Bloggers are shaping public opinion. Evidence abounds that Web loggers have developed some muscle.
Evidence abounds that Web loggers have developed some muscle. They are credited with helping to defeat Sen. Joe Lieberman last week in Connecticut’s Democratic Party primary.
One blogger is credited with disclosing that Reuters, a wire service, used doctored images from Beirut, an embarrassment to the mainstream media.
A group of younger Southern Baptist bloggers may have tipped the scales in the election of the current Southern Baptist Convention president. They have set off a surprising and intense debate over drinking in a denomination long known for its anti-alcohol stance, causing the aging SBC establishment to snap back.
Make no mistake, bloggers have influence. How much is unclear.
What is clear, and regrettable, is that once again moderate Baptists have been slow to take advantage of technology for the sake of their religious convictions.
Review broadly the church’s use of communication technology. Moderate Baptists and mainline Protestants were slow to utilize radio. Fundamentalists rushed to radio. Moderate Baptists and mainline Protestants were tepid about TV. Fundamentalists hustled to TV. Moderate Baptists and mainline Protests were tentative about the World Wide Web. Fundamentalists dashed toward the Internet.
For all of fundamentalism’s anti-science ideology and phobia, one must give fundamentalist leaders credit for their rapid embrace of technology and entrepreneurial spirit. They believe in their call and cause. They use technology to advance their values and mission.
Moderate Baptists and mainline Protestants, on the other hand, take an Amish approach to technology without the Amish moral conviction.
Too many moderate Baptists and mainline Protestants prefer weather-beaten Interstate billboards to constituency-building Internet Web sites. We favor print media with two-week-old or older stories instead of paperless media in a 24-7 world. It is no wonder growth is minimal, influence is questionable and relevance is doubtful.
We simply must do better, much better and much better now.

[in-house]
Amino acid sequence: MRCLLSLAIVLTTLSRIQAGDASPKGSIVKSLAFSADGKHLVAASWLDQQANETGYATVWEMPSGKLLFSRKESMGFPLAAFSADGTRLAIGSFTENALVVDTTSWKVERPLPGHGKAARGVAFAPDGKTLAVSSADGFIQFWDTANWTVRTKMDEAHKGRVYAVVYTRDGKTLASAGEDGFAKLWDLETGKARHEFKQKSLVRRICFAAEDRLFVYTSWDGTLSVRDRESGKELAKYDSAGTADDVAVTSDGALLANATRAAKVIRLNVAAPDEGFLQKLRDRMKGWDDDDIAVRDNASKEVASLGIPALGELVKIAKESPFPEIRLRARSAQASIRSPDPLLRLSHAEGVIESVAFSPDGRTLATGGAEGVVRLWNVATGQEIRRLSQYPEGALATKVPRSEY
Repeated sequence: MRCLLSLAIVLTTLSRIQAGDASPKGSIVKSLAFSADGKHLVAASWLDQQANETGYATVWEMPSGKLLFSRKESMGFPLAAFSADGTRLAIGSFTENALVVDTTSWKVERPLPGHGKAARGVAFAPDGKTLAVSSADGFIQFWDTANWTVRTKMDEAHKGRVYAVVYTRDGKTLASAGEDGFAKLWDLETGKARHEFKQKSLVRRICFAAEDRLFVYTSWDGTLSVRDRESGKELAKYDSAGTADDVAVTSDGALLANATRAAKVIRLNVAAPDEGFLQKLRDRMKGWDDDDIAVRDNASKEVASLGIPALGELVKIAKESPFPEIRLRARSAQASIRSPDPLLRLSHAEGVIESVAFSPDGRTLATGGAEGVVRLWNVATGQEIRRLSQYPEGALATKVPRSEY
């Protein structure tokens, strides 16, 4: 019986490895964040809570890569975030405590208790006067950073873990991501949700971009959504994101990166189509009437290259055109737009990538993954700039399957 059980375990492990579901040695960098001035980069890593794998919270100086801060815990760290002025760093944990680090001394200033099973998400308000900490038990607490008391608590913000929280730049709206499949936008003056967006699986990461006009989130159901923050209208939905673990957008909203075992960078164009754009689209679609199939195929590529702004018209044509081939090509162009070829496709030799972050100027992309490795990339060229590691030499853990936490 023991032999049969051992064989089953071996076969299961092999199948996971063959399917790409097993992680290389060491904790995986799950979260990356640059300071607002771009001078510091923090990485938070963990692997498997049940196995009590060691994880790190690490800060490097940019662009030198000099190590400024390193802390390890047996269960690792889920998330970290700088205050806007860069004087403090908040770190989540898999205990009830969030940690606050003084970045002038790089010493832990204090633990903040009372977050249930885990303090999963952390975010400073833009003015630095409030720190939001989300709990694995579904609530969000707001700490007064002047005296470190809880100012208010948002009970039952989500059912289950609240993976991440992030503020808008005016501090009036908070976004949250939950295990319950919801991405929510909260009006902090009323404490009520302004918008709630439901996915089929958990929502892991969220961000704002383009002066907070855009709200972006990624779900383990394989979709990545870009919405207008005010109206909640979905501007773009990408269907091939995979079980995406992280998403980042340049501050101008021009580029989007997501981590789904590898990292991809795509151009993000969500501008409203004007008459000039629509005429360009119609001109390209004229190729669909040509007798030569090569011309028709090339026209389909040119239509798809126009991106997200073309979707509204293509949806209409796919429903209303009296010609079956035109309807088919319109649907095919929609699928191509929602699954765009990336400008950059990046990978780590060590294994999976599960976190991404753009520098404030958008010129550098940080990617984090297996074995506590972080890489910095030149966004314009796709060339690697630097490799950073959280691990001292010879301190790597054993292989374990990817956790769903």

A few centrist Baptists are trying, however. They’re a small tribe who apparently believe that moral opinions matter, that moderate avoidance of conflict is moral indifference, that candles shouldn’t be hidden under bushels. They are young. They are blogging. They are outnumbered 10-1 by the fundamentalist bloggers.
Here’s a list of centrist-to-progressive bloggers that we read and commend.
Bruce Prescott is the father of moderate Baptist bloggers. He updates his Web log daily. He networks broadly, albeit with a sturdy focus on separation of church and state. If you want to blog, study the way Prescott does it at Mainstream Baptist.
Brian Kaylor is the brightest young moderate Baptist blogger, bar none. He writes insightfully, even though he has a puzzling blog name: For God’s Sake Shut Up!. Kaylor heads the communication staff of the Baptist General Convention of Missouri and is working on a Ph.D. in communications at the University of Missouri.
Laura Seay offers good content mixed with personal comments. She is a Ph.D. student at the University of Texas, studying the Democratic Republic of Congo, and member of the First Baptist Church of Austin. Her blog deserves a daily visit: Texas in Africa.
Aaron Weaver, a graduate student at Baylor University, needs to write more often and has begun recently to do so. Big Daddy Weave almost single-handedly takes on the fundamentalist bloggers.
Nathan and Kristen White manage Moral Contradictions. They are students at Baptist Theological Seminary in Richmond.
Dr. Jim West is the blog of a Southern Baptist pastor, who writes with centrist sanity and with intellectual substance and honesty. West combines contemporary commentary with church history and biblical studies.
Michael Westmoreland-White writes at Levellers. He is a member of the Alliance of Baptists, more influenced by Mennonite and Quaker pacifism than a centrist Baptist tradition.
ABC Views from the Middle has co-writers: Dwight Stinnett, regional executive minister for the American Baptist Churches, U.S.A., body of Missouri and Illinois; and Susan Gillies, executive minister for Nebraska. Regrettably, they write weekly at best.
I am beginning to click on other Baptist blogs: Gil Gulick, Rev. Gil, is a Wake Forest Divinity School student. His wife, Gay, is minister to preschool and children at First Baptist Church, Statesville, N.C.
Amy Butler, pastor of Calvary Baptist Church in Washington, D.C., writes Talk with the Preacher.
Martin Tiller, a Virginian and former youth minister, is working on his teaching certificate. Once a summer intern at Baptist Center for Ethics, Tiller critiques the political and religious right at Thoughts of a Minister.
Doubtless there are more. Click on the e-mail link below to suggest your favorites.
These bloggers deserve our applause with readership, but we desperately need more centrist to progressive blogs that engage moderate Baptists in moral critique and advocacy.
Robert Parham is executive director of the Baptist Center for Ethics.